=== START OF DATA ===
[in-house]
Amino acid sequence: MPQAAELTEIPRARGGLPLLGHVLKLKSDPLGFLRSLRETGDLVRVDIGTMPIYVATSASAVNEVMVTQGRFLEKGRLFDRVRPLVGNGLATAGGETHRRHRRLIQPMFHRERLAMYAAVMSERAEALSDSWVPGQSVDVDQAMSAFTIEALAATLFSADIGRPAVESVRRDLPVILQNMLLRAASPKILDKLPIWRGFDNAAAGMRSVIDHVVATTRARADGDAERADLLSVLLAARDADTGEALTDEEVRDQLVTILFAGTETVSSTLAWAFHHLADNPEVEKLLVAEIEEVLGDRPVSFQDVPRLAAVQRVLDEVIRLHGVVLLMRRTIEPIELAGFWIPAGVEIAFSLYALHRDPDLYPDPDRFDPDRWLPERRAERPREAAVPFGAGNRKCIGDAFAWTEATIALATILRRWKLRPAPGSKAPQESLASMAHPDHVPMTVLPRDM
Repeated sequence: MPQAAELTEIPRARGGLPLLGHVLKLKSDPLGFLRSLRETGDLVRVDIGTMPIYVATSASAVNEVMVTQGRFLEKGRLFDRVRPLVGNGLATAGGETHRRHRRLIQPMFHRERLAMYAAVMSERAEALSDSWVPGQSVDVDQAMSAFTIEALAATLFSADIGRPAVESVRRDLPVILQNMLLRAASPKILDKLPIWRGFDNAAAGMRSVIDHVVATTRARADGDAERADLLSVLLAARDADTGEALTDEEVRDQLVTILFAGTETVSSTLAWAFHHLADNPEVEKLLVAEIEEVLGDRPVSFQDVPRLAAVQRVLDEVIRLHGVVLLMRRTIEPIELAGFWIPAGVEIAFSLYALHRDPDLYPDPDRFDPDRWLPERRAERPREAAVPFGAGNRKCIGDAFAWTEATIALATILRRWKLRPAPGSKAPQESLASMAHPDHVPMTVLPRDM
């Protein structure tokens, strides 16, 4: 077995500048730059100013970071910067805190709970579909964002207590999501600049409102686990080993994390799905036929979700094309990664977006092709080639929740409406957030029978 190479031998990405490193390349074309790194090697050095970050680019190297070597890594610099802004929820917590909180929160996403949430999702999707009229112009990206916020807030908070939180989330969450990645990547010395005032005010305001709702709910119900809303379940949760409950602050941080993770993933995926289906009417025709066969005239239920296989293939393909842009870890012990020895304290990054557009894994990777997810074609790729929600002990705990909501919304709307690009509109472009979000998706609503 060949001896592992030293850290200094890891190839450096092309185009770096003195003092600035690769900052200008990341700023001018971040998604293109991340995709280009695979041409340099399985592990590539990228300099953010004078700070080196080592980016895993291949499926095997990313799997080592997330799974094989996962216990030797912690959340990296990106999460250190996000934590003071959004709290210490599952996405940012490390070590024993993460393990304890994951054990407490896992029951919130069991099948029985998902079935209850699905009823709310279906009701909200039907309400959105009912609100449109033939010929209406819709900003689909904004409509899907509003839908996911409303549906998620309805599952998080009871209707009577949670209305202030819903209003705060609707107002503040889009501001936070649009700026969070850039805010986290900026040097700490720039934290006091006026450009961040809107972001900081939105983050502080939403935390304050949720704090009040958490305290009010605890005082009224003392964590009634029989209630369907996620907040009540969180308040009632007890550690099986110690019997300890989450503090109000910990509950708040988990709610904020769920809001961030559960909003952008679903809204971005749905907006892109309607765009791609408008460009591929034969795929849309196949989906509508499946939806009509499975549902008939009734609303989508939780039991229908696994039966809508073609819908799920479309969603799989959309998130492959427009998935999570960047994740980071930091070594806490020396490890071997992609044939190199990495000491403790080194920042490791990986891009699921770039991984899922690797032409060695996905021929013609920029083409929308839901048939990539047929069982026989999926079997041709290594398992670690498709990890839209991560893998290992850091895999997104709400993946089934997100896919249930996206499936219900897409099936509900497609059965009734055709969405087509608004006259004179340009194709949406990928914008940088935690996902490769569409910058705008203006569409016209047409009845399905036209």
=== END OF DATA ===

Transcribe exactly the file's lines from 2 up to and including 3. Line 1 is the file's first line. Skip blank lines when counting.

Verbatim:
Amino acid sequence: MPQAAELTEIPRARGGLPLLGHVLKLKSDPLGFLRSLRETGDLVRVDIGTMPIYVATSASAVNEVMVTQGRFLEKGRLFDRVRPLVGNGLATAGGETHRRHRRLIQPMFHRERLAMYAAVMSERAEALSDSWVPGQSVDVDQAMSAFTIEALAATLFSADIGRPAVESVRRDLPVILQNMLLRAASPKILDKLPIWRGFDNAAAGMRSVIDHVVATTRARADGDAERADLLSVLLAARDADTGEALTDEEVRDQLVTILFAGTETVSSTLAWAFHHLADNPEVEKLLVAEIEEVLGDRPVSFQDVPRLAAVQRVLDEVIRLHGVVLLMRRTIEPIELAGFWIPAGVEIAFSLYALHRDPDLYPDPDRFDPDRWLPERRAERPREAAVPFGAGNRKCIGDAFAWTEATIALATILRRWKLRPAPGSKAPQESLASMAHPDHVPMTVLPRDM
Repeated sequence: MPQAAELTEIPRARGGLPLLGHVLKLKSDPLGFLRSLRETGDLVRVDIGTMPIYVATSASAVNEVMVTQGRFLEKGRLFDRVRPLVGNGLATAGGETHRRHRRLIQPMFHRERLAMYAAVMSERAEALSDSWVPGQSVDVDQAMSAFTIEALAATLFSADIGRPAVESVRRDLPVILQNMLLRAASPKILDKLPIWRGFDNAAAGMRSVIDHVVATTRARADGDAERADLLSVLLAARDADTGEALTDEEVRDQLVTILFAGTETVSSTLAWAFHHLADNPEVEKLLVAEIEEVLGDRPVSFQDVPRLAAVQRVLDEVIRLHGVVLLMRRTIEPIELAGFWIPAGVEIAFSLYALHRDPDLYPDPDRFDPDRWLPERRAERPREAAVPFGAGNRKCIGDAFAWTEATIALATILRRWKLRPAPGSKAPQESLASMAHPDHVPMTVLPRDM